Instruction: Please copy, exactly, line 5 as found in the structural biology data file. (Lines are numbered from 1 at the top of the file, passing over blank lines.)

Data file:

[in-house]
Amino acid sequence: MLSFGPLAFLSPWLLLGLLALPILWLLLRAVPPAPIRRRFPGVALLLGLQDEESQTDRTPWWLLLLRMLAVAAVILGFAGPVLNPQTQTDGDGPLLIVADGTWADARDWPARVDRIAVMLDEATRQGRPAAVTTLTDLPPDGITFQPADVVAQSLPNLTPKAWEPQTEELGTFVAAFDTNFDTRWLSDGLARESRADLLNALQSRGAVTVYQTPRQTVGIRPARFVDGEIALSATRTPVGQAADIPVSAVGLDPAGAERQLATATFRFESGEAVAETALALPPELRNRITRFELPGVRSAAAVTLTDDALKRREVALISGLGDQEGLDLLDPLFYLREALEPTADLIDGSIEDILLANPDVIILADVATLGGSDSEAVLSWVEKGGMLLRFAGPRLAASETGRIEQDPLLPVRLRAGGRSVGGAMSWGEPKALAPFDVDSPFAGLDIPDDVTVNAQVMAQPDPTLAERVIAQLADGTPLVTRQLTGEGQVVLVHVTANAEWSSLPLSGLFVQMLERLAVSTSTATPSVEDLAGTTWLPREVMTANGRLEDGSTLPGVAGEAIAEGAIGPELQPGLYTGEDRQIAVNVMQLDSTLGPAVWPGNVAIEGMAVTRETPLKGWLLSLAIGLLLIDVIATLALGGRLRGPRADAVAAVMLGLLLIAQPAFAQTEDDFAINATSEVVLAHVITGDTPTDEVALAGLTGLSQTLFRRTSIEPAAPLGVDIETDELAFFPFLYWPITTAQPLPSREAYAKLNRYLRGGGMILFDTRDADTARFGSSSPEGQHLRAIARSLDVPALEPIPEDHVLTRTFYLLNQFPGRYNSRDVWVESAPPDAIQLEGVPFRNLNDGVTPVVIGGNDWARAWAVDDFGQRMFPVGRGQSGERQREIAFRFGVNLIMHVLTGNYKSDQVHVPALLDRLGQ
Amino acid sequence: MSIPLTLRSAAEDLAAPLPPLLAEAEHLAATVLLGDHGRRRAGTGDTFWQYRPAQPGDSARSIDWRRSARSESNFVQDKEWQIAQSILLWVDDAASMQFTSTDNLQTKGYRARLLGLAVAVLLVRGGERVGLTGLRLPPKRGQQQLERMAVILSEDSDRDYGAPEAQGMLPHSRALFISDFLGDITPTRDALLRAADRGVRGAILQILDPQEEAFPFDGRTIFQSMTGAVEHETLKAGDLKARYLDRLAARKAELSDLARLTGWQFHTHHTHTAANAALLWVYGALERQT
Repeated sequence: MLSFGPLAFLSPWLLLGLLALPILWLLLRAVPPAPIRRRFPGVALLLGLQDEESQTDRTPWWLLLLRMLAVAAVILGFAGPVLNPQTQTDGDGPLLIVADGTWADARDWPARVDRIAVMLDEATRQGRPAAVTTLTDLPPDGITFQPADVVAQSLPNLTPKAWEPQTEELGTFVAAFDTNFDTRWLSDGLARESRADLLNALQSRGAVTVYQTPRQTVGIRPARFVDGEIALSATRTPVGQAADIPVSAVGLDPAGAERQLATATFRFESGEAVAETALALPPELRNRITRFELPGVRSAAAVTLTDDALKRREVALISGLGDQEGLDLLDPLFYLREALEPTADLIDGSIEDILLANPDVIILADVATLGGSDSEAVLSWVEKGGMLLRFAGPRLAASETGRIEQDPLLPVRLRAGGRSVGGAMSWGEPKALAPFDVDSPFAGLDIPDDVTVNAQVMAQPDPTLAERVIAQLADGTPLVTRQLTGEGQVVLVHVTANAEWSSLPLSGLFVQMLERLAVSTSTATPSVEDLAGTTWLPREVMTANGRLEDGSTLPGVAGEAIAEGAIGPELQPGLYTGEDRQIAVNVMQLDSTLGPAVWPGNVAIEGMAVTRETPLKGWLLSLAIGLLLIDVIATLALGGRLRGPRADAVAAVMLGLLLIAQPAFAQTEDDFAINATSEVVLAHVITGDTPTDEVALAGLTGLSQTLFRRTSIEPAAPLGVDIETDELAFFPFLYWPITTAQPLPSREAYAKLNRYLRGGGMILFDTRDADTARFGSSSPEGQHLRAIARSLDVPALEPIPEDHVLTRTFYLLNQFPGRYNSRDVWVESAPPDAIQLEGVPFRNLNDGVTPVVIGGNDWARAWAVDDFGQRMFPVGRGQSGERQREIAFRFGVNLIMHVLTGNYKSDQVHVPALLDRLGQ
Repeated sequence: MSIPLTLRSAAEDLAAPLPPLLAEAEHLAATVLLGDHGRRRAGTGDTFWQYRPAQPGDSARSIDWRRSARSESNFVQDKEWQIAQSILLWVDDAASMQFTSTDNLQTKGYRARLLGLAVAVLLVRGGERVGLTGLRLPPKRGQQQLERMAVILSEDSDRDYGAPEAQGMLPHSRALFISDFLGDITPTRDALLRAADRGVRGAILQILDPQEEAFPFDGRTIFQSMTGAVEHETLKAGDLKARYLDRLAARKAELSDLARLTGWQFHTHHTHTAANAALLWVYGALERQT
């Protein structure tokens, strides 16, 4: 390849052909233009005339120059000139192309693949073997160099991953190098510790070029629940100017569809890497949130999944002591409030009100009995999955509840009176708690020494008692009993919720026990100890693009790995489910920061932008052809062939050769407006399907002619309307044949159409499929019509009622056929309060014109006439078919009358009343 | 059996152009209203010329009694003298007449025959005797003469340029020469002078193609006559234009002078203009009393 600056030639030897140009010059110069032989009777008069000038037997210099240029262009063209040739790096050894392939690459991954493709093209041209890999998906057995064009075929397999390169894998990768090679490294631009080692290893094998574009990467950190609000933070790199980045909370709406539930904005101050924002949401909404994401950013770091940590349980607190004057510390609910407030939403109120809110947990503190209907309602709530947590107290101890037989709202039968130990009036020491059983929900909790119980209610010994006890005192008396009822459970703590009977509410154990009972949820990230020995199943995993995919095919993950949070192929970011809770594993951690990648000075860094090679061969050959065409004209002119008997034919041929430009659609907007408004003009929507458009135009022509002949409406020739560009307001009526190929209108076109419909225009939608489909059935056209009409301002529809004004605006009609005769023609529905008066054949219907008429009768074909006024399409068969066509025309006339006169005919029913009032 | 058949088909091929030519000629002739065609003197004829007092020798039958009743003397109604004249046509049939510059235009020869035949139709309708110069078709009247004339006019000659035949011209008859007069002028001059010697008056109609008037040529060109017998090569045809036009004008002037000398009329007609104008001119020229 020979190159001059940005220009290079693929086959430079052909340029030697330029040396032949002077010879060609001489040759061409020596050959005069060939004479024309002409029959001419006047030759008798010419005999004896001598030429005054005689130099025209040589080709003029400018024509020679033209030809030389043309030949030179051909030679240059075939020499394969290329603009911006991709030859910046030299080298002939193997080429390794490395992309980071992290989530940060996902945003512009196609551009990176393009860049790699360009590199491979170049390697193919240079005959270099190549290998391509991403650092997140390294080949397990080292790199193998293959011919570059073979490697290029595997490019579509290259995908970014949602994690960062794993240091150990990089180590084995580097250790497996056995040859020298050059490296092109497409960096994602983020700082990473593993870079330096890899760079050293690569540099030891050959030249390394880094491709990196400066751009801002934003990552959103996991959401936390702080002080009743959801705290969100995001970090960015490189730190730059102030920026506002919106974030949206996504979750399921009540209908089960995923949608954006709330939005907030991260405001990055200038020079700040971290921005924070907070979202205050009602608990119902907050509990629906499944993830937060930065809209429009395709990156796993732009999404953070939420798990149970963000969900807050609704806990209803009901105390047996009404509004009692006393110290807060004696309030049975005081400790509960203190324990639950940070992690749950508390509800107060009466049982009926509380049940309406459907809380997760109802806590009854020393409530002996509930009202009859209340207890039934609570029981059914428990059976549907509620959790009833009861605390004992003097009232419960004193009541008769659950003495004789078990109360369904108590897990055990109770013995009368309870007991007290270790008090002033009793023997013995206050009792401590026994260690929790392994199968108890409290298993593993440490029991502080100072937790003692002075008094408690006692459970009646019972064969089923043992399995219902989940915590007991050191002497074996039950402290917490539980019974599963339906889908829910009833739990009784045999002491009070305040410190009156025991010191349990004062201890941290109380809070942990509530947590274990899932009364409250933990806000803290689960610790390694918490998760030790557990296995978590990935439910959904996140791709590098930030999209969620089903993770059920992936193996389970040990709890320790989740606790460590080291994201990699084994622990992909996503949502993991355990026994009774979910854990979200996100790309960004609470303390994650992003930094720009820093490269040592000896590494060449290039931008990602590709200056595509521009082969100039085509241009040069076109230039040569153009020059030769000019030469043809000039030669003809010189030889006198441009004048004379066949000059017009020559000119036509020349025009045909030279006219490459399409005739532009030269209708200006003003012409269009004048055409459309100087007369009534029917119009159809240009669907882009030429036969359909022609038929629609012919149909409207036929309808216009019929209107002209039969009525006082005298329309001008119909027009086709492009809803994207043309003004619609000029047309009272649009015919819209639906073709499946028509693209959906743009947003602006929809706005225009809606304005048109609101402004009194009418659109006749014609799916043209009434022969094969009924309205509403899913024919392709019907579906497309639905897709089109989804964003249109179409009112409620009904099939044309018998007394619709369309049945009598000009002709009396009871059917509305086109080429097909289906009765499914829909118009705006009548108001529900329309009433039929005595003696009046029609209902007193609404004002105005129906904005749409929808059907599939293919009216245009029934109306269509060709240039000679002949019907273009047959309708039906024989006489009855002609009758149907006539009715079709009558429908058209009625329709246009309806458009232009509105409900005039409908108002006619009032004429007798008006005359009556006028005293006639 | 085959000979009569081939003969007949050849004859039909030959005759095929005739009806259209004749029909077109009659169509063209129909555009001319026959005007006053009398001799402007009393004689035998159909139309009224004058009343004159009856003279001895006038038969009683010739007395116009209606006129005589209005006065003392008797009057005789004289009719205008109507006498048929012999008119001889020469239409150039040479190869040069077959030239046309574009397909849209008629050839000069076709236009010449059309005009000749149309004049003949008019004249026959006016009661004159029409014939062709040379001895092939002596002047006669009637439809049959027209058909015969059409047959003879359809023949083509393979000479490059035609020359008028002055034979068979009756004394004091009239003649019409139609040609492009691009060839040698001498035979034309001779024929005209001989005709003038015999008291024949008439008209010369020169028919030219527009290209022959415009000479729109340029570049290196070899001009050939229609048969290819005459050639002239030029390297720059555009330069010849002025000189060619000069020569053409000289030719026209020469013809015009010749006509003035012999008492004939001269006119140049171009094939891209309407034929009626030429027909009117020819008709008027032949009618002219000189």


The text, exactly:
Repeated sequence: MSIPLTLRSAAEDLAAPLPPLLAEAEHLAATVLLGDHGRRRAGTGDTFWQYRPAQPGDSARSIDWRRSARSESNFVQDKEWQIAQSILLWVDDAASMQFTSTDNLQTKGYRARLLGLAVAVLLVRGGERVGLTGLRLPPKRGQQQLERMAVILSEDSDRDYGAPEAQGMLPHSRALFISDFLGDITPTRDALLRAADRGVRGAILQILDPQEEAFPFDGRTIFQSMTGAVEHETLKAGDLKARYLDRLAARKAELSDLARLTGWQFHTHHTHTAANAALLWVYGALERQT